Mississippi native ‘busting at seams’ with excitement to bring home Emmy Award
Published 9:03 am Saturday, December 1, 2018
VICKSBURG — Perseverance paid off for Vicksburg native Amy Peters.
On Sept. 17, she received an Emmy Award for the Netflix series, “Queer Eye.”
“It was a whirlwind,” Peters said, of the evening, which focuses on various sectors of television and broadband programming
During the 70th anniversary of the awards show, Peters, who serves as the editor for the television series, along with the rest of the cast and crew won Best Structured Reality Program.
“We were delighted and busting at the seams. It was amazing,” Peters said, after hearing the first season of their television series had won.
Peters, who is a 1995 graduate of Vicksburg High School, said she has been working with the award-winning show for the better part of a year, but her success did not come overnight.
After graduating from the University of Southern Mississippi in 1999, Peters moved to the Big Apple.
“I got my bachelor’s degree in environmental science and moved to New York City on the premise I wanted to learn more about environmental racism,” she said, and began working for a non-profit organization.
“Through that I realized that my abilities were a little more abstract, and I wanted to pursue a more creative route, so I did day jobs while I learned how to be a screen writer and basically taught myself how to make television and film,” Peters said.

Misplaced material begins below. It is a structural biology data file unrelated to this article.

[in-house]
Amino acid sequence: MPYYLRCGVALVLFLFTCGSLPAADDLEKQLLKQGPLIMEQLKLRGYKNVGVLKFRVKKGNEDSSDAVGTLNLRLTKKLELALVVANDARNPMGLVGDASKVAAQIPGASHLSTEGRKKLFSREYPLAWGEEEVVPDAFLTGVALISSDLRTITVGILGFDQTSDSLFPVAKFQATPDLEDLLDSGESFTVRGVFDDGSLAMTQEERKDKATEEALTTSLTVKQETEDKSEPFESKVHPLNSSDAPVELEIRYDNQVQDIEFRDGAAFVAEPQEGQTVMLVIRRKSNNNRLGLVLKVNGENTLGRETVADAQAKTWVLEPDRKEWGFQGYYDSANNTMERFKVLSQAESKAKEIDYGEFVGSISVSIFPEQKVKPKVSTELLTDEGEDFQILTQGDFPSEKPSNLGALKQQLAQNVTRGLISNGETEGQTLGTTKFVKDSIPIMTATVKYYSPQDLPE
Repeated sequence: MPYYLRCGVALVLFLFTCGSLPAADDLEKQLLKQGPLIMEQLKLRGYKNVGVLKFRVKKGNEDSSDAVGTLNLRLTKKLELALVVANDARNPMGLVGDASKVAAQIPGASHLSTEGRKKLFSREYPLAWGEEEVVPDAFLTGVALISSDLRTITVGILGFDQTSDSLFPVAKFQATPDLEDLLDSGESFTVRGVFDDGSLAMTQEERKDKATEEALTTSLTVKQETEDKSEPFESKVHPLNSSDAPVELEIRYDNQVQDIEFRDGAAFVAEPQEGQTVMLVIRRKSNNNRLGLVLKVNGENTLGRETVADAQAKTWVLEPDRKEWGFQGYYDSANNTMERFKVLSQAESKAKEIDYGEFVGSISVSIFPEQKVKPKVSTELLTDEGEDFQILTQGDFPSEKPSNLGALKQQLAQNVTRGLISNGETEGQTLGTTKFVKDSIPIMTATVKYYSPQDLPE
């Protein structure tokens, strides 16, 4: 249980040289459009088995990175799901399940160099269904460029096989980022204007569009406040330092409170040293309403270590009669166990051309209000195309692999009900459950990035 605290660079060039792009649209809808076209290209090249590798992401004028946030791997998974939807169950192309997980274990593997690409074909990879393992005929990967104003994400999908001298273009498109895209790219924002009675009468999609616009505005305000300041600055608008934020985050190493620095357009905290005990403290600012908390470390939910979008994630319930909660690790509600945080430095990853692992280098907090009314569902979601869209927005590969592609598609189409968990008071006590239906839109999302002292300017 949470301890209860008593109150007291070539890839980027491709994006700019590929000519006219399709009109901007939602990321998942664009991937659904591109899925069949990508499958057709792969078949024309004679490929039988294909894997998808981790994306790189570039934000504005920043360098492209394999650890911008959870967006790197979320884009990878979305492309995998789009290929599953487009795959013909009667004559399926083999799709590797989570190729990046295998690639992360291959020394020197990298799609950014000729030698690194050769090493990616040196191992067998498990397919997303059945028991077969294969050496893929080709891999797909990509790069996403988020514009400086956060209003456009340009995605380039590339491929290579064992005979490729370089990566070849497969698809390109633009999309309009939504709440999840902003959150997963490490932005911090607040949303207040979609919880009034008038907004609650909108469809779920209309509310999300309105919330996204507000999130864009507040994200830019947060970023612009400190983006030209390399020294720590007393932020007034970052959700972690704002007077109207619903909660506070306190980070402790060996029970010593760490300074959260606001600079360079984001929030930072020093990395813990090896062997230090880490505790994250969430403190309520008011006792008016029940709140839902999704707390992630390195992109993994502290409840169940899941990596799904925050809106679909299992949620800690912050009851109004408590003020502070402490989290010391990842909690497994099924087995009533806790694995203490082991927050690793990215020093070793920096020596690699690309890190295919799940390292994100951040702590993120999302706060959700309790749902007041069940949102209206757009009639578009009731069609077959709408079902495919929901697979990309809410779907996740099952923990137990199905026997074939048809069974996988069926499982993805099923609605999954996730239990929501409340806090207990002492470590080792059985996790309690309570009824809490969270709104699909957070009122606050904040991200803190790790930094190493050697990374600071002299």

“Basically, I just worked my butt off and taught myself everything,” she added.
Although it had been no easy task, Peters admits she eventually became a producer by just doing it.
However, after finishing her first feature documentary, which was self-funded and self-made, Peters said it was time to “grow up.”
“Once I buttoned that up (the documentary) and put it on the shelf, it’s like ‘ok, I have to be a grown up now.’”
Peters said it was hard to break into the system, but decided it was time to think bigger, so she said she “rebooted” her career in the industry.
“I was like, ‘I got to buckle down and learn the craft,’ so I started out as an assistant editor. I did the big shows. I did the ‘The First 48’ and ‘Storm Chasers’ and a handful of other projects and then with some luck and ability to edit, I was a professional before I started doing editing,” she said.
After 9/11, Peters said, things had slowed down in New York, which fortunately for her opened the door to an editing position.
“I went into editing specifically because that was a job somebody had and I found out I had a knack for it,” she said.
Although Peters had edited the feature film she had made, doing it for “real,” enhanced her talent.
“It just became something I was good at,” she said.
Peters, who was one of seven female editors nominated in her category for an Emmy this year, said her job with the Netflix series involves editing hours and hours of footage that is filmed.
“Queer Eye” is a show that features five gay men who make over individuals.
“The way they do all these sorts of shows is they have the main talent, which in our case if the Fab Five, and they have a casting process for the show who we call the heroes. So each episode is based on one hero and their transformation process,” Peters said.